SHAPING a future for the former nuclear power station at Chapelcross has been in the spotlight at both the Scottish and UK Parliaments recently.
Executives from site owners, the Nuclear Decommissioning Authority (NDA), last week held a meeting with local MP and Scottish Secretary David Mundell at Westminster to brief him on progress.
Meanwhile, on Tuesday evening, Dumfriesshire constituency MSP Oliver Mundell was a sponsor of an NDA presentation at Holyrood by the NDA outlining their work on nuclear sites north of the border.
It was disclosed that NDA spending on all clean-up work at Scottish nuclear sites was currently running at £280m a year.
The organisation’s annual budget for Chapelcross alone in the financial year from 2016 to 2017 was £47 million with up to 300 people remaining employed at the Annan site which closed as a power station in 2004.
Other recent NDA milestones at Chapelcross included:
* The removal of 3000 tonnes of asbestos completed.
* One spent fuel storage pond emptied of radioactive fuel and drained.
* Equipment installed to process waste from a second storage pond.
* A new storage facility for intermediate level waste constructed on site in line with Scottish Government radioactive waste policy.
* Structural steelwork and ducting removed from around 16 boilers.
* Regeneration initiatives spending since 2011 in the Chapelcross area reaching £1.7 million.
David Mundell welcomed the opportunity to discuss the latest progress on the 190 hectare Annan site with NDA chief executive David Peattie and chairman Tom Smith.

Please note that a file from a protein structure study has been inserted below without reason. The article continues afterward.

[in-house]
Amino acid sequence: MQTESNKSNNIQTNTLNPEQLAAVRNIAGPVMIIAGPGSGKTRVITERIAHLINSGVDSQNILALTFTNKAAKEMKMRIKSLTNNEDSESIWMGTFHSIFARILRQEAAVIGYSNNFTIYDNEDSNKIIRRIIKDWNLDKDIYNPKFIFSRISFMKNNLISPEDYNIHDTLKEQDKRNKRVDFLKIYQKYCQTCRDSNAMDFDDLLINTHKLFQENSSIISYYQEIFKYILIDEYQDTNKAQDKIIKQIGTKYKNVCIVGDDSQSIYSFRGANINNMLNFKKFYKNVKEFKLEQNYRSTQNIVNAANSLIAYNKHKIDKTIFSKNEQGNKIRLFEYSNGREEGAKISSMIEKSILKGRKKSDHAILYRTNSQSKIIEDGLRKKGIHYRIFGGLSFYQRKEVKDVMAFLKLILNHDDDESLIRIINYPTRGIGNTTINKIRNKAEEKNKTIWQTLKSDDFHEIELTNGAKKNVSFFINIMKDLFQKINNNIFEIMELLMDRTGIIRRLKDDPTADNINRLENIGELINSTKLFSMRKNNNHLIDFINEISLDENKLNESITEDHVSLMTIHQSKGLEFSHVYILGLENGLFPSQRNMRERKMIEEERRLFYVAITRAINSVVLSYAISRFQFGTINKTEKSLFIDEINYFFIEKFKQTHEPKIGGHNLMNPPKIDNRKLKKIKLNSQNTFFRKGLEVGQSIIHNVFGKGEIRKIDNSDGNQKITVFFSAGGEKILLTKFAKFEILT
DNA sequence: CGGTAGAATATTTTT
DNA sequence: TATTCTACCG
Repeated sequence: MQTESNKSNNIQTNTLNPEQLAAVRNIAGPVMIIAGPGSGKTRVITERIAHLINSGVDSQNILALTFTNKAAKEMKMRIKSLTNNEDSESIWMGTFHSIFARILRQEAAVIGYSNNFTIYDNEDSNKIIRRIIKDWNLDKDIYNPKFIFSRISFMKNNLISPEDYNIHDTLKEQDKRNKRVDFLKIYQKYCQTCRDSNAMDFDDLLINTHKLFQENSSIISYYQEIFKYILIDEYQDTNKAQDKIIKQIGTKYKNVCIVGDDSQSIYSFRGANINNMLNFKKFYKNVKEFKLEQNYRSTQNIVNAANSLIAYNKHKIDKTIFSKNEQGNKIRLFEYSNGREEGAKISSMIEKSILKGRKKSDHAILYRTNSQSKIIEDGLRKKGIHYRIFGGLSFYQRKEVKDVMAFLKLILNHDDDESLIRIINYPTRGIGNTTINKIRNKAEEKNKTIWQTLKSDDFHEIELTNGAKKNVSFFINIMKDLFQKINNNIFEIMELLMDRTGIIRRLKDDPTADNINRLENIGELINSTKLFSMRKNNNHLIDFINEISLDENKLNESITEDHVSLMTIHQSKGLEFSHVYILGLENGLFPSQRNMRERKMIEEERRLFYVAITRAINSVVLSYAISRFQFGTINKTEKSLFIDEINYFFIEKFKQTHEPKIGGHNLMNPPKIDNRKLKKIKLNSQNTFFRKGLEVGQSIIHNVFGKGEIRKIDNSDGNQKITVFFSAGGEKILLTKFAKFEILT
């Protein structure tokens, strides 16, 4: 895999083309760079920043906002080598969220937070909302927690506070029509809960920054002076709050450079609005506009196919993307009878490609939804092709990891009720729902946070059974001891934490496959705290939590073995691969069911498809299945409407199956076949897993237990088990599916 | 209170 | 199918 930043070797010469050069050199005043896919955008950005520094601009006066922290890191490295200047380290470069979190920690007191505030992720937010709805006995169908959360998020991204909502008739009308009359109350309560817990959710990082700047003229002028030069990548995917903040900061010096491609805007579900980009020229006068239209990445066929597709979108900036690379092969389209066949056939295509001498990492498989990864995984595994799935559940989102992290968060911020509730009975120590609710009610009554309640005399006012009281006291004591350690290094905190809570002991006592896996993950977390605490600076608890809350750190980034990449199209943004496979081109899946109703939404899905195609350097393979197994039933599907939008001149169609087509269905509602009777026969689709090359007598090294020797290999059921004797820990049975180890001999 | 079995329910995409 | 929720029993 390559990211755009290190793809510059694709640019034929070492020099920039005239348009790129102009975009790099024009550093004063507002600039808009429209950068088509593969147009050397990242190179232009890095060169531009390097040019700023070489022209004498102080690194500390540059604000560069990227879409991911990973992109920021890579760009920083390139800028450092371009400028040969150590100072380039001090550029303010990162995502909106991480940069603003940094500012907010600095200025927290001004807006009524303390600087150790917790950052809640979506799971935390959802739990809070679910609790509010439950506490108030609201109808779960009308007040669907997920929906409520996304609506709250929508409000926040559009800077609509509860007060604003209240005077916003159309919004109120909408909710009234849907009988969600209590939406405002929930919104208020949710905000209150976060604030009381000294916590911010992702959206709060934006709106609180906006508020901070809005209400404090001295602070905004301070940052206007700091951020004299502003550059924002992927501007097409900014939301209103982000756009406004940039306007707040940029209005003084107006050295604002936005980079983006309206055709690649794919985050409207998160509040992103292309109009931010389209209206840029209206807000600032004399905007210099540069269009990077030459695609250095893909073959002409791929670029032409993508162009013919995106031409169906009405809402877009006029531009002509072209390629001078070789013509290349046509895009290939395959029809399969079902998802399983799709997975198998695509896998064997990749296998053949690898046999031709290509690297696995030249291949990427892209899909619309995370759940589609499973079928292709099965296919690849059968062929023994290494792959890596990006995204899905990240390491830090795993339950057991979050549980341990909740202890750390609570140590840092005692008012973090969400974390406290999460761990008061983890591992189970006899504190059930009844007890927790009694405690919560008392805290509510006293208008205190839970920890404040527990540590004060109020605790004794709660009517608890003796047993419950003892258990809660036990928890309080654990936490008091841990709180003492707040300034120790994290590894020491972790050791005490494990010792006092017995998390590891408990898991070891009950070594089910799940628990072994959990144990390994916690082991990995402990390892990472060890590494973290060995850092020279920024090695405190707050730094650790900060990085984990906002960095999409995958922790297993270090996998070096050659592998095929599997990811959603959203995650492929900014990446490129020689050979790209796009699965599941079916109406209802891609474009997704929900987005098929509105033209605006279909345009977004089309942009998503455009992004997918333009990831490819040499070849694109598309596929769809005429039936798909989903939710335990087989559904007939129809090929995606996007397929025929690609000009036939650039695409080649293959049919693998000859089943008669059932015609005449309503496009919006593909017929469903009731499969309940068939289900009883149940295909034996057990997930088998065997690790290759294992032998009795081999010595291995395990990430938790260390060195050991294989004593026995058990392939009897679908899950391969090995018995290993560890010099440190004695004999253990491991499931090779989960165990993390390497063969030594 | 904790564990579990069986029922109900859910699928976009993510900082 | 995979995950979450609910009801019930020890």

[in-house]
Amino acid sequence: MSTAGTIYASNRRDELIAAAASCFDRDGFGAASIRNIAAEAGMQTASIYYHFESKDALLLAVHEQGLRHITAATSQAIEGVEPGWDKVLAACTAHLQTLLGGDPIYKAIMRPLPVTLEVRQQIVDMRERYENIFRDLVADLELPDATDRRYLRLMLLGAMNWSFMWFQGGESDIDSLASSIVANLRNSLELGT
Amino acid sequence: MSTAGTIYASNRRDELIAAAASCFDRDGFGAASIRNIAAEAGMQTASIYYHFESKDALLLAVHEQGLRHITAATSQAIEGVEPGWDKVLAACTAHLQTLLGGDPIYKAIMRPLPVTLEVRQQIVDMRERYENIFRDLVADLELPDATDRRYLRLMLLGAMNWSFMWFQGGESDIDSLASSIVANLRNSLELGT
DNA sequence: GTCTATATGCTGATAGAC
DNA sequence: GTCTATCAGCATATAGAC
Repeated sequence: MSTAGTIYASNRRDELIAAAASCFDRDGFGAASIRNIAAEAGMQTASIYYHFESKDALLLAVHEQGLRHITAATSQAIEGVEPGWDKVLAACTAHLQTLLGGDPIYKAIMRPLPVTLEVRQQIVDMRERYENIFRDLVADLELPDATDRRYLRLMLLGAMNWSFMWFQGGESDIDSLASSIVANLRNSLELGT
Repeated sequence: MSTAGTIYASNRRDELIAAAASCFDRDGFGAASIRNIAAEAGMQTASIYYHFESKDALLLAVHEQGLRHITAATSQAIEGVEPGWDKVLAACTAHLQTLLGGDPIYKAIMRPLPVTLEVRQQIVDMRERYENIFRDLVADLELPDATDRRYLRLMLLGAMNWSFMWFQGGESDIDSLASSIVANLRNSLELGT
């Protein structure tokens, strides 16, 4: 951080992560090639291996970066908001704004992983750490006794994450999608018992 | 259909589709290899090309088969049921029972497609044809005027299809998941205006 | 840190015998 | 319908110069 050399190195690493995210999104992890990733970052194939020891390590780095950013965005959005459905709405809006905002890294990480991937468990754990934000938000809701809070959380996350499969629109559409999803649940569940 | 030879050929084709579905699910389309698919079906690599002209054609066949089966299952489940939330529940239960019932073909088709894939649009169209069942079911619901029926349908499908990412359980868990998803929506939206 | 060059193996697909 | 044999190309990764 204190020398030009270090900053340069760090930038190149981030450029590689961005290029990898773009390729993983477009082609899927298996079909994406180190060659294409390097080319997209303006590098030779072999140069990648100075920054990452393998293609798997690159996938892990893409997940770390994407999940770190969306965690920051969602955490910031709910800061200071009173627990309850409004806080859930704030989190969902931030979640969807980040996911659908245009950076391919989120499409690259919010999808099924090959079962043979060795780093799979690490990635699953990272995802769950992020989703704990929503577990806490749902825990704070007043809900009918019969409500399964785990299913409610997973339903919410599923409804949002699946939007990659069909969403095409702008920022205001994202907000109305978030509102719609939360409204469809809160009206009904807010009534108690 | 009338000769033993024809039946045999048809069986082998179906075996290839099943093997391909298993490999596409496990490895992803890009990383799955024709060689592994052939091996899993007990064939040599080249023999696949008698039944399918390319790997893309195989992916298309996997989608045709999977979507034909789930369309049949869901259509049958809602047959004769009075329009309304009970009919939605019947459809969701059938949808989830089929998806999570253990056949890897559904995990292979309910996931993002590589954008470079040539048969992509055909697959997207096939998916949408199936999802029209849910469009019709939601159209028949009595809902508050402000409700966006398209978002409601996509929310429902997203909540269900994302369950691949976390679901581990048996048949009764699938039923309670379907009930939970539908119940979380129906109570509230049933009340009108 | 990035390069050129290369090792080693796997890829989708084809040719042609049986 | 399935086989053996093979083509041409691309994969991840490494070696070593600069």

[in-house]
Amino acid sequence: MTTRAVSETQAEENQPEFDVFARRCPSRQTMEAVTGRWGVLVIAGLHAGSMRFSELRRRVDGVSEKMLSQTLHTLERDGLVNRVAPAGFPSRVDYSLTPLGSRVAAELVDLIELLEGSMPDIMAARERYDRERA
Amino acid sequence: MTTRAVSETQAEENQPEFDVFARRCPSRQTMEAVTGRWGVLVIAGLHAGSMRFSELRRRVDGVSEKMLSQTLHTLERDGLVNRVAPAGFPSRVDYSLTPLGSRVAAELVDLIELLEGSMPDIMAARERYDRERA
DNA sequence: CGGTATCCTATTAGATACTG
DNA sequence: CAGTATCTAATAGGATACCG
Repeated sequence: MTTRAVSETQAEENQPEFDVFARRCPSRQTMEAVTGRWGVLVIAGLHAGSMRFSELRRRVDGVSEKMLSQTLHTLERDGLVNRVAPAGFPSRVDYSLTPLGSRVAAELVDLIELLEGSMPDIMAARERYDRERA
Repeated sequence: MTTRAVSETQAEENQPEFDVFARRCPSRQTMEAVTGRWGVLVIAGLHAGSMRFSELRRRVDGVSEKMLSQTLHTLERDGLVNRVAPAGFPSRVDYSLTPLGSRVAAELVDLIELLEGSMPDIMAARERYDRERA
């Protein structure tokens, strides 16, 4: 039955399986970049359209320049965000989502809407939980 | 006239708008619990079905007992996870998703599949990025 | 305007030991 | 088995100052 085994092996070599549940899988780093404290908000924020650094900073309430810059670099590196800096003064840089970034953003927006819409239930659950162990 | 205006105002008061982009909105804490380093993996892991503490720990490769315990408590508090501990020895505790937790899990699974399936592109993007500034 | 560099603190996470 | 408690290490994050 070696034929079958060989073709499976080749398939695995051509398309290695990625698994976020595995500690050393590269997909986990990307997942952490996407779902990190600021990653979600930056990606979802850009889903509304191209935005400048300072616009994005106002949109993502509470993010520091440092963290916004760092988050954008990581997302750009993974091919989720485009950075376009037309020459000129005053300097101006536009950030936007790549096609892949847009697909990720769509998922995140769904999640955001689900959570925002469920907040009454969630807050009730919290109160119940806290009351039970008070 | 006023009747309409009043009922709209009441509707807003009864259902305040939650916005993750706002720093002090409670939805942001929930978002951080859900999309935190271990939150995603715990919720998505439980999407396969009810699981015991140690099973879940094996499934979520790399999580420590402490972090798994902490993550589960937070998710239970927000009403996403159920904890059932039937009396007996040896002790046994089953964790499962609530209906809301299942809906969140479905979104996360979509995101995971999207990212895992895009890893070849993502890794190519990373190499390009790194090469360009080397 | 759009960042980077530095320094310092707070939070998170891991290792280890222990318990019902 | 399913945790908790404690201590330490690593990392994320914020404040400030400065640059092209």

After the meeting, he said: “As well as discussing the changes to the structure of Magnox and how to keep as many jobs on the Chapelcross site for as long a period as possible, I also sought assurances that the NDA would press ahead with the disposal of the surplus land at the site to the Council for economic development.
“Creating new business space is vital to sustaining the local economy as Chapelcross decommissions.
“There are ambitious plans for part of the site as part of the Borderlands Growth Deal and I wanted to make sure they are still on course.”
Mr Mundell stated that the NDA chief executive planned to visit the Annan site next week.
He added: “I am sure he will hear how important this project is, particularly in the context of the possible Pinneys’ closure and detrimental effect it will have on the local economy.”
Following the Holyrood meeting, Oliver Mundell observed that a clearer vision for the site was emerging as the run-up to the predicted 2028 nuclear site closure approached.
The MSP acknowledged the work of the NDA, council, Scottish Enterprise and various other agencies such as the Corridor Regeneration Steering Group (CoReS) in attempting to minimise the impact of job losses.
Mr Mundell said: “They have avoided the local economy going off a cliff edge by avoiding too many people leaving jobs at the site at once.
“As many local people as possible have continued to be employed on the site during the decommissioning process.
“They have worked to encourage new business starts and helped diversify the local economy.”
He added that with ongoing uncertainty over the Annan Pinneys’ factory future, where up to 700 jobs could potentially disappear in a short period, efforts needed to be stepped up to stabilise the economy.
During the Scottish Parliament presentation, Dumfries and Galloway Council chief executive Gavin Stevenson outlined the work of the Beyond Chapelcross project.